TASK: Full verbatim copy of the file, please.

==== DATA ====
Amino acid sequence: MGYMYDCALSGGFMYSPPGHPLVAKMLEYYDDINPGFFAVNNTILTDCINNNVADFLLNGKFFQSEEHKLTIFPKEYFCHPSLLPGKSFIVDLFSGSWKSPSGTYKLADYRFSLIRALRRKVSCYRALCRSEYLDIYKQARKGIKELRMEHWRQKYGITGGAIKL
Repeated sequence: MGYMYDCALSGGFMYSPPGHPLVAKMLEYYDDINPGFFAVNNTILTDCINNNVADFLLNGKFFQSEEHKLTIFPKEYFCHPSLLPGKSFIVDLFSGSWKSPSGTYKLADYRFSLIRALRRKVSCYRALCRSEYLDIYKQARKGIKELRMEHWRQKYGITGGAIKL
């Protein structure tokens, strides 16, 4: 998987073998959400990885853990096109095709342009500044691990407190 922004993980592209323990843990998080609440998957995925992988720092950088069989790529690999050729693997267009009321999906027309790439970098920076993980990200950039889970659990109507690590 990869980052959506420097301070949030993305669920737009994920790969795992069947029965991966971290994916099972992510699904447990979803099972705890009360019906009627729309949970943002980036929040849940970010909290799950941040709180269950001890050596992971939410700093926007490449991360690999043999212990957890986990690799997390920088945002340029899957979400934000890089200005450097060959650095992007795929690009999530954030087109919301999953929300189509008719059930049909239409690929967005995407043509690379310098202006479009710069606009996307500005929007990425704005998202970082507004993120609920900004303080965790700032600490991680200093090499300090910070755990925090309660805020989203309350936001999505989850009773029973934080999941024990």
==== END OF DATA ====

Amino acid sequence: MGYMYDCALSGGFMYSPPGHPLVAKMLEYYDDINPGFFAVNNTILTDCINNNVADFLLNGKFFQSEEHKLTIFPKEYFCHPSLLPGKSFIVDLFSGSWKSPSGTYKLADYRFSLIRALRRKVSCYRALCRSEYLDIYKQARKGIKELRMEHWRQKYGITGGAIKL
Repeated sequence: MGYMYDCALSGGFMYSPPGHPLVAKMLEYYDDINPGFFAVNNTILTDCINNNVADFLLNGKFFQSEEHKLTIFPKEYFCHPSLLPGKSFIVDLFSGSWKSPSGTYKLADYRFSLIRALRRKVSCYRALCRSEYLDIYKQARKGIKELRMEHWRQKYGITGGAIKL
């Protein structure tokens, strides 16, 4: 998987073998959400990885853990096109095709342009500044691990407190 922004993980592209323990843990998080609440998957995925992988720092950088069989790529690999050729693997267009009321999906027309790439970098920076993980990200950039889970659990109507690590 990869980052959506420097301070949030993305669920737009994920790969795992069947029965991966971290994916099972992510699904447990979803099972705890009360019906009627729309949970943002980036929040849940970010909290799950941040709180269950001890050596992971939410700093926007490449991360690999043999212990957890986990690799997390920088945002340029899957979400934000890089200005450097060959650095992007795929690009999530954030087109919301999953929300189509008719059930049909239409690929967005995407043509690379310098202006479009710069606009996307500005929007990425704005998202970082507004993120609920900004303080965790700032600490991680200093090499300090910070755990925090309660805020989203309350936001999505989850009773029973934080999941024990």